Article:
The literature has described knowledge transfer in terms of how companies advance their merger and acquisition activities through experience. This indicates a knowledge transfer from one acquisition to the next, with the acquiring party being the carrier of such knowledge. The present paper adds to this view through pointing out how knowledge on how to acquire, and how to integrate, follows also from other parties and their experiences. The paper discusses and classifies sources, directions, and outcomes of knowledge transfer on acquisitions from a stakeholder point of view. Focus is on external stakeholders, and knowledge is divided between knowledge on acquiring and knowledge on integrating, thus dealing with the pre- and post-merger stages of acquisitions. The paper adopts a multiple case study research design to illustrate its point. While the individual acquisitions are interconnected through the acquirer or acquired party being the same company, indications are that knowledge on how, when, and what party to acquire and how to integrate (degree, direction, timing, and function) follows from external stakeholders and their previous experiences. The findings suggest that knowledge on acquiring follows from general knowledge on sector levels, while specific parties – including customers, competitors, and the acquired party – are the sources of knowledge on integration. Knowledge on acquiring is imitative, while knowledge on integrating rests more on the external stakeholders’ failures.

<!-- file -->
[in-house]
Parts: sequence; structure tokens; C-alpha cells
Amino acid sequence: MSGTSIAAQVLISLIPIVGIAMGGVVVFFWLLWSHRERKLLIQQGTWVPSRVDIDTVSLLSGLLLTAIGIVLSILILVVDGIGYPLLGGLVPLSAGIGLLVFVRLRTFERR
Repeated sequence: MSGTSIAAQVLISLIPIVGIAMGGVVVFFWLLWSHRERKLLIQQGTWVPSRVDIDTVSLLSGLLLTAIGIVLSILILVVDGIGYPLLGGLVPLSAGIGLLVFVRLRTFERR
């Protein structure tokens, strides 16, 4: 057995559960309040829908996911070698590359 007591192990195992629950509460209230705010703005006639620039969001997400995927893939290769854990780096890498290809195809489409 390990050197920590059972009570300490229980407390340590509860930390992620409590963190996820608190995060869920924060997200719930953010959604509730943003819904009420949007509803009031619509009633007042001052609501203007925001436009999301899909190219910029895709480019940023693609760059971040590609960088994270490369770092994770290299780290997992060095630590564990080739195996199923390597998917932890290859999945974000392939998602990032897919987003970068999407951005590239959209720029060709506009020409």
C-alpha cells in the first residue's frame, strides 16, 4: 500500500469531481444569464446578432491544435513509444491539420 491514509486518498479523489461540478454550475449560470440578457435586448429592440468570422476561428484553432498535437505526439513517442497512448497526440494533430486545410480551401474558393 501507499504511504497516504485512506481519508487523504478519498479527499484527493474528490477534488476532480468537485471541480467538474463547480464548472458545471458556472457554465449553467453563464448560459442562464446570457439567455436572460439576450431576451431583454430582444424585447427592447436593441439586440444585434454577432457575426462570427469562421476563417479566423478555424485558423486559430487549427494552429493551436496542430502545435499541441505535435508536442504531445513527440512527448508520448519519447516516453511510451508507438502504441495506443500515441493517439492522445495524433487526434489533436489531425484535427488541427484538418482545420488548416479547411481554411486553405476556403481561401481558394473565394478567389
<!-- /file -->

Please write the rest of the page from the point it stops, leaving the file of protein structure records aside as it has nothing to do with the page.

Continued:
Öberg, C. (2017). Transferring acquisition knowledge – sources, directions, and outcomes. Management Research: Journal of the Iberoamerican Academy of Management, 15(1), 28-46. DOI: 10.1108/MRJIAM-02-2016-0644